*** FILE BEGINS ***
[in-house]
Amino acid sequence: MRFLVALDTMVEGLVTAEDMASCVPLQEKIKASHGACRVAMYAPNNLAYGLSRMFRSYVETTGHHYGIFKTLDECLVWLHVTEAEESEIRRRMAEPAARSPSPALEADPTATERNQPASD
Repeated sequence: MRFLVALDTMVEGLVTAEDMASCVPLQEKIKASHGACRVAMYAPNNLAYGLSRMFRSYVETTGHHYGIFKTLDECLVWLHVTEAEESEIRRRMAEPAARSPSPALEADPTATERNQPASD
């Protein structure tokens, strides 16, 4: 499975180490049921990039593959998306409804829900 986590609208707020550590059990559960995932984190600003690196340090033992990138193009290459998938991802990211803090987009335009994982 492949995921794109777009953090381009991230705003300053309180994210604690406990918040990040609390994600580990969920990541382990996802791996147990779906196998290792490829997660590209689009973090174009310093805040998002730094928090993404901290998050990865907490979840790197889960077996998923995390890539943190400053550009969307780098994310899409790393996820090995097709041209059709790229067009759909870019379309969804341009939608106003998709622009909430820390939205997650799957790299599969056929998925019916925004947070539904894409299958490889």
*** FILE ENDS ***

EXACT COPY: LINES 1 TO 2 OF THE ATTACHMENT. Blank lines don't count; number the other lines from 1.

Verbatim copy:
[in-house]
Amino acid sequence: MRFLVALDTMVEGLVTAEDMASCVPLQEKIKASHGACRVAMYAPNNLAYGLSRMFRSYVETTGHHYGIFKTLDECLVWLHVTEAEESEIRRRMAEPAARSPSPALEADPTATERNQPASD